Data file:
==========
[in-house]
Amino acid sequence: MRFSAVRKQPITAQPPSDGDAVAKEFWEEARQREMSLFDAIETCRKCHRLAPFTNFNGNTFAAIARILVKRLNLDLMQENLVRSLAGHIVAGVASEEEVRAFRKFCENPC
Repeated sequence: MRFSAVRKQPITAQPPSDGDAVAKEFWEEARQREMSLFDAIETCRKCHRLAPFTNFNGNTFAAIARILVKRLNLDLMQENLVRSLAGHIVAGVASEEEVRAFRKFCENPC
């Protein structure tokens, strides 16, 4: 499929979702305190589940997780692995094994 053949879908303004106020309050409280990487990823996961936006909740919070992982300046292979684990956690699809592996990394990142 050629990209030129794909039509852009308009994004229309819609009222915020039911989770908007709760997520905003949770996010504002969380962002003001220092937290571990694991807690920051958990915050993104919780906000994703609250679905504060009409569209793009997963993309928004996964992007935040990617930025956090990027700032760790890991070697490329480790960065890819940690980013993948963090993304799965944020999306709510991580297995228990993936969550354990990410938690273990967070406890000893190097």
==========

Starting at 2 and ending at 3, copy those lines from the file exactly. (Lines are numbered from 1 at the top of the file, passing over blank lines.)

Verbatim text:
Amino acid sequence: MRFSAVRKQPITAQPPSDGDAVAKEFWEEARQREMSLFDAIETCRKCHRLAPFTNFNGNTFAAIARILVKRLNLDLMQENLVRSLAGHIVAGVASEEEVRAFRKFCENPC
Repeated sequence: MRFSAVRKQPITAQPPSDGDAVAKEFWEEARQREMSLFDAIETCRKCHRLAPFTNFNGNTFAAIARILVKRLNLDLMQENLVRSLAGHIVAGVASEEEVRAFRKFCENPC